Moroccan R&J Mr. Makfouni Abdellatif on the AIBA Year of Africa

April 19th, 2017 / IBA

A leading figure in Moroccan boxing, Mr Makfouni Abdellatif is a qualified 3-Star R&J who officiated at the 2016 AIBA Youth World Championships in Saint Petersburg last November. As Morocco prepares for the 2017 Year of Africa, Mr Abdellatif reveals what he considers to be the secret to the initiative’s, and African boxing’s, success for 2017 and in the run-up to the Tokyo 2020 Olympics.

How important is the Year of Africa initiative for boxing’s growing popularity on the continent?
I would say that, over the last 20 years or so, the popularity of boxing has been increasing steadily here, so the Year of Africa programme will really be able to build on that up-tick in interest and help to firmly establish boxing among the next generations as they are drawn to the world of sport.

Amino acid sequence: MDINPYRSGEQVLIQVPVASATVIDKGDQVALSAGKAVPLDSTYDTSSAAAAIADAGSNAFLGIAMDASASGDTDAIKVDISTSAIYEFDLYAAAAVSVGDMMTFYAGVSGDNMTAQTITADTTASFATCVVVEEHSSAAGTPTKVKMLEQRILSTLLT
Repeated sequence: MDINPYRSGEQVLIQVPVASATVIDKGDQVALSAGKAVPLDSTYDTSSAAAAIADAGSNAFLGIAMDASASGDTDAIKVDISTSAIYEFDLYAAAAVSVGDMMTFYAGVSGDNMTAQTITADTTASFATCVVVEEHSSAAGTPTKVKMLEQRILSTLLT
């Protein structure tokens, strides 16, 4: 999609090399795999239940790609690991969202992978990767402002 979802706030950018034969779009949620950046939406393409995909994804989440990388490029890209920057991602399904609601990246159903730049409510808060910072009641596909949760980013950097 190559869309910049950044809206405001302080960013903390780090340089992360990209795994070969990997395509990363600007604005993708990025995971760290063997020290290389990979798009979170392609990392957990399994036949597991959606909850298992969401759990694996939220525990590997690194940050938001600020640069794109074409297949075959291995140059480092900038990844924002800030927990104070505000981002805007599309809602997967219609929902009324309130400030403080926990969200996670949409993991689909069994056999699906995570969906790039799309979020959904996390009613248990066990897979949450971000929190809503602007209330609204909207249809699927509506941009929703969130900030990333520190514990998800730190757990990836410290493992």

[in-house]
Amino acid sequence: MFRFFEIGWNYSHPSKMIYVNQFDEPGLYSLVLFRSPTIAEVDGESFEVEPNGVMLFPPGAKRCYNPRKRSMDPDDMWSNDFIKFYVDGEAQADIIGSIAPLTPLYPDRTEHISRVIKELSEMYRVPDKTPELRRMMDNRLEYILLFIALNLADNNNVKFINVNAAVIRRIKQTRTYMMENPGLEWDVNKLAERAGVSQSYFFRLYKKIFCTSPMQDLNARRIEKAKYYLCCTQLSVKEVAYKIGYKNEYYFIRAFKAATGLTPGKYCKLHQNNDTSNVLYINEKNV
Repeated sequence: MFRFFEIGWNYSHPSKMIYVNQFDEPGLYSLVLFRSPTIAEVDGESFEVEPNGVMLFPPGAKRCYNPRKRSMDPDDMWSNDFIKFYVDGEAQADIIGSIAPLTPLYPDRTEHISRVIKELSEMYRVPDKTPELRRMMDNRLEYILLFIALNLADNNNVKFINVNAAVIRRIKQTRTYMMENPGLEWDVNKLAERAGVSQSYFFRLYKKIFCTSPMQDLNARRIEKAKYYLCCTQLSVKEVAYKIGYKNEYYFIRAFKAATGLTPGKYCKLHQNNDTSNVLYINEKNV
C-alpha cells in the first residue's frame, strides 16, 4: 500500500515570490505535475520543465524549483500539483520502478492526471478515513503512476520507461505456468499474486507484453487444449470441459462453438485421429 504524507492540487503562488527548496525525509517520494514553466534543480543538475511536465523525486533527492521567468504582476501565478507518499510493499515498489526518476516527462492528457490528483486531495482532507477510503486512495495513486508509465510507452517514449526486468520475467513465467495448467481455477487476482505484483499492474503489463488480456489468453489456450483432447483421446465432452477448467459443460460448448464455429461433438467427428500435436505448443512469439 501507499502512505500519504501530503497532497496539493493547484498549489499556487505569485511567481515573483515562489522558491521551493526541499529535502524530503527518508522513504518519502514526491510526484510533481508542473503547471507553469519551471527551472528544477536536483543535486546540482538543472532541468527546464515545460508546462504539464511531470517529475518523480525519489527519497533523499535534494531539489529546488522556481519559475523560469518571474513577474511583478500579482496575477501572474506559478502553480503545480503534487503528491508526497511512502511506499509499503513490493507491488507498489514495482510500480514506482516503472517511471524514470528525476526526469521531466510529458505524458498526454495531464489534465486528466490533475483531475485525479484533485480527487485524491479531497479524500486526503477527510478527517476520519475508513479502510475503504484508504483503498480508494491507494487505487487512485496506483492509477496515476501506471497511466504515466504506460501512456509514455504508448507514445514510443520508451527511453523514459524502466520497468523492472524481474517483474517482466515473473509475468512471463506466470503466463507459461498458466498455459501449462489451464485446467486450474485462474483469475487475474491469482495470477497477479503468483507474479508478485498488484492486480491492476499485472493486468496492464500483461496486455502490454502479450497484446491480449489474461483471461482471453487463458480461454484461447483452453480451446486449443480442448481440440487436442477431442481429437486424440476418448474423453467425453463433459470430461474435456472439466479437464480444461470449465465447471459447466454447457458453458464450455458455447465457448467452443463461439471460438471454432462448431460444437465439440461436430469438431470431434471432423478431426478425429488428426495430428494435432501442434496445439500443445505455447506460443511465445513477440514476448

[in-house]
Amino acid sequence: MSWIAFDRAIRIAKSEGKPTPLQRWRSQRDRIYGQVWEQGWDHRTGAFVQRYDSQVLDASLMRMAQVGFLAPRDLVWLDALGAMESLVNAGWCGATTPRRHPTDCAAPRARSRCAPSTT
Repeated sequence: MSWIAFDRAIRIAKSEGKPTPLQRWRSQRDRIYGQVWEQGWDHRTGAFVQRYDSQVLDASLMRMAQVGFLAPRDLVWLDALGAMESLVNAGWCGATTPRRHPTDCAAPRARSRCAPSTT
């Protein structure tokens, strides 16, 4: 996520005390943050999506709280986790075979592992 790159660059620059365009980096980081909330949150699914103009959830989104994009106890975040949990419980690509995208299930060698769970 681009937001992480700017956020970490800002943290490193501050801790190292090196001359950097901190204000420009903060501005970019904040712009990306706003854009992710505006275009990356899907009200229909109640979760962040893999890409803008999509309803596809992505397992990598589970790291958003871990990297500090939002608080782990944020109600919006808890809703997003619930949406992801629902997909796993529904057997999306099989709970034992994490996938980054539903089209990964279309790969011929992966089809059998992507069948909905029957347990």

How and why did you start working in the world of boxing and what has it brought to your life?
I first took up boxing because, as a sport, it really appealed to me. Plus, my brothers were training and used to box, so I wanted to get involved too and it just grew from there. Boxing has instilled certain values in me as a person that have helped me in the way I interact with people and how I conduct myself in my daily life. I owe a lot to boxing.

What is the current state of boxing in your country?
Right now, boxing is enjoying a real rise in popularity among men and women in Morocco as a result of our recent successes at international tournaments. I think Africa is ready to produce a new Olympic champion, which would then kick-start another new wave of interest in the sport. A country like South Africa has the capacity to win an Olympic boxing gold.

Who are your current heroes of African boxing?
My heroes are Morocco’s Mohammed Rabii, Omar Abdul from Ghana, N’Jikam Hassan N’Dam from Cameroon and Algeria’s Abdelkader Chadi.

What needs to be done to encourage the next wave of African boxing icons?
We need to build training centres in many more countries so that we can start to produce a greater number of highly trained Referees and Judges and take the sport forward. This is in fact being directly addressed by the Year of Africa, so I think that by improving our supply of officials, we will quickly see a positive impact in other areas of the sport.